Upper School students break into the electronic music scene

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Upper School students break into the electronic music scene

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For many, the idea of musical stardom and success is a far fetched dream. However, for junior Charlie Zacks, his musical aspirations have inspired him to launch his own musical career. Zacks has gone from downloading free music software on his mom’s laptop to writing, recording, and producing his own albums. 

    Discovering his passion for producing music when he was just 11 years old, his music has evolved ever since. 

“I started producing music the summer before sixth grade,” said Zacks. “I didn’t really have all that many friends; I was in between schools, so it was a weird summer.” 

Zacks used his music as an outlet and found himself connecting to the genre of electronic music, specifically, the music released by the Monstercat record label. After first being introduced to Monstercat by one of his brother’s friends, Zacks instantly fell in love with the genre. The artists that worked with the label considered themselves to be part of “the Monstercat family.” The label drew him in and acted as a catalyst for his career. 

“I thought it was really interesting that they were like a family, and I just kept listening to more and more electronic music after that,” said Zacks.

Zacks’ music has undergone several transformations since personally releasing music under two different names and redefining his own boundaries of the electronic genre. Up until Zacks was in 8th grade, he produced solely electronic music, releasing it under the name Aeris on SoundCloud. 

“I didn’t even have a mic,” said Zacks “I learned how to produce and use a synth way before I learned how to play any instruments.”  Zacks released three albums as Aeris before he turned 15. He describes them all as “cinematic and grandiose.” 

“It’s very movie soundtrack inspired,” said Zacks. His most recent album, released this summer under the name Aeris, is called Soundtrack to the Disappearing Plane. 

Zacks’ new era of music includes instruments and vocals, having learned to play the piano at age 14. He has released the two songs “Patience” and “Slow Enough” under his full name, Charlie Zacks, on Spotify. He played guitar, drums, and bass, and produced on the two songs, which he describes as “more organic and personal.”

Not only does Zacks make his own music, but he is also an avid collaborator, having been in two bands. During his stint in his last band, Knights of Pretentia, he realized the musical chemistry he had with his bandmate, junior Jack Schaaf. The pair was in eighth grade while in Knights of Pretentia and began creating music together as a separate band in ninth grade. 

“We started to realize just how well we worked together in terms of music,” said Schaaf  “So, we started a new band, just the two of us.” The pair’s band is called National Park Society. They describe their music as “pop-punk and rock,” while fellow junior Max Norman, dubbed their work, “bleach punk.” The two have taken to the name of their invented genre and affectionately use the tag “bleach punk” on their online profiles to explain the nature of their music. The pair has included instrumentals from piano to electric guitar in their music. 

National Park Society’s debut album Dartmouth, is the culmination of the duo’s freshman year experiences. They released the album during the second semester of their sophomore year, a testament to how long and arduous the process of creating the album was.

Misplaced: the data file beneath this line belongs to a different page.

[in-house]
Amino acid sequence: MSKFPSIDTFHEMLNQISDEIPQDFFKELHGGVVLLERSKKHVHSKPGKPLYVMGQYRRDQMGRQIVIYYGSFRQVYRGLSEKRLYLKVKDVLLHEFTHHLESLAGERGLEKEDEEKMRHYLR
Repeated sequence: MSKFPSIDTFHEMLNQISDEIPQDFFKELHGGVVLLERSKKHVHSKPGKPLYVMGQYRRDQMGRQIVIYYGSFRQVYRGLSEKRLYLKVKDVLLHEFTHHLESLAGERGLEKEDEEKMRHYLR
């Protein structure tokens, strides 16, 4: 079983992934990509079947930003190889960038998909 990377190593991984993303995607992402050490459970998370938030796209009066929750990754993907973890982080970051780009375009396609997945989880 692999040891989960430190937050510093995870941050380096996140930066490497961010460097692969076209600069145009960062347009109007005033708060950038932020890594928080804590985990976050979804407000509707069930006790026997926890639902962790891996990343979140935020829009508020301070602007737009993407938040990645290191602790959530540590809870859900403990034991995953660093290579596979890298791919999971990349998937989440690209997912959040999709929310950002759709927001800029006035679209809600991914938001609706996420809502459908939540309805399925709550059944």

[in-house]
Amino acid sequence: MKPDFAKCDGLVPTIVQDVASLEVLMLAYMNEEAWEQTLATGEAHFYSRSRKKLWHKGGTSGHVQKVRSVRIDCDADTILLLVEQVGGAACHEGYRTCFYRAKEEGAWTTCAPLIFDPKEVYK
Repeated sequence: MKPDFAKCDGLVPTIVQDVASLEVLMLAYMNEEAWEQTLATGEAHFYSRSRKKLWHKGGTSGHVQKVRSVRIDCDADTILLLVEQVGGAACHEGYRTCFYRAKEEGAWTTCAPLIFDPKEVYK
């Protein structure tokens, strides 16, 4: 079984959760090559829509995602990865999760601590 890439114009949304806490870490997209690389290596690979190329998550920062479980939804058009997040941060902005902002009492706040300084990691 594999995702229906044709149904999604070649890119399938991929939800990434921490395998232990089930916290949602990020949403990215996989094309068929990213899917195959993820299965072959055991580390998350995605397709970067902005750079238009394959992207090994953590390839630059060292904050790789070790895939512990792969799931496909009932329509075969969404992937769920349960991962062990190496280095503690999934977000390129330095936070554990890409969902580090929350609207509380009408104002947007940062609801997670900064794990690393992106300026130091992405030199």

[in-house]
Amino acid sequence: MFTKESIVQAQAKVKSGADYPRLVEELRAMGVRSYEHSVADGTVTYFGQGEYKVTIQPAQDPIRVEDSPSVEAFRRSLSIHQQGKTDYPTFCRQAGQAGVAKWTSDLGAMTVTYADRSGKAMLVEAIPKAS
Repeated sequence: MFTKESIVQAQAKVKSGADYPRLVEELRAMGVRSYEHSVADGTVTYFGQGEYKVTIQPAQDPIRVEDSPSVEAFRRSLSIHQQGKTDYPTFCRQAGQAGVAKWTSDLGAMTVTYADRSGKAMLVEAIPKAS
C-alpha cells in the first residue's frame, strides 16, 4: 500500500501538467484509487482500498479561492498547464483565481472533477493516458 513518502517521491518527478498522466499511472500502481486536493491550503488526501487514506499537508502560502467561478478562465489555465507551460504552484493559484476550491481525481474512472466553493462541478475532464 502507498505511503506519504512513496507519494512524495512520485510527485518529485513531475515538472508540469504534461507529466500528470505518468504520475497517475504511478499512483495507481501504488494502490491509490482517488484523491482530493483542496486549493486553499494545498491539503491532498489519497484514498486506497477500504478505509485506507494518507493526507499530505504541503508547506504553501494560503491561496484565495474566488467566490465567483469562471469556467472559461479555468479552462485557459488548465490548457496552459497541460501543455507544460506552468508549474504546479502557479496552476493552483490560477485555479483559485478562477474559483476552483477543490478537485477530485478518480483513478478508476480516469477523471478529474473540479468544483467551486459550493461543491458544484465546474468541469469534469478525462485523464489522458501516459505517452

“The stuff with Jack can take weeks for just one song,” said Zacks. Schaaf and Zacks also have another album they plan on releasing before their upcoming gig. They have already recorded one-third of the 18 songs they intend to have on the album. The pair has a few surprises in store for listeners. 

“In some of the songs I even play the mandolin, slide guitar, or banjo,” said Schaaf. Their innovative sound got them recognized by one of their favorite bands, Hey Rocco. The grunge band, based out of Charleston, South Carolina, reached out to National Park Society to see if they would be interested in playing a gig with them. Schaaf and Zacks, along with fellow Upper School students senior Carver Partin and junior Faiz Merchant are planning on performing as openers for Hey Rocco sometime in early December.

“I’m planning on playing lead guitar and maybe some synth,” said Partin. Partin, who is a musician in his own right, will be adding to the line-up with his southern rock and country influences. The group will be well-equipped with Partin, who has played guitar since sixth grade. Partin and Zacks, who are in the Westminster men’s a capella group together, have experience performing with each other, so inviting Partin to play in the gig was an easy decision. 

Partin, who spent much of the summer working on his own album, understands how difficult it is to pour out every thought and feeling into one’s music. 

“When you’re recording yourself and listening to the playback, it’s really putting yourself under a microscope,” said Partin. This sentiment is something that Charlie is familiar with. After all the work Schaaf and Zacks put into Dartmouth, they still have some critical feelings toward the album. 

“It was our first experience recording a full-length album, and it was really hard,” said Zacks. “We, to this day, say that we hate it.”  Making music has proven to be extremely difficult as well as very rewarding for Zacks.

Although National Park Society didn’t love their debut album, a tape company reached out to them and asked if they could create and release a set of cassette tapes and merchandise for their Dartmouth album

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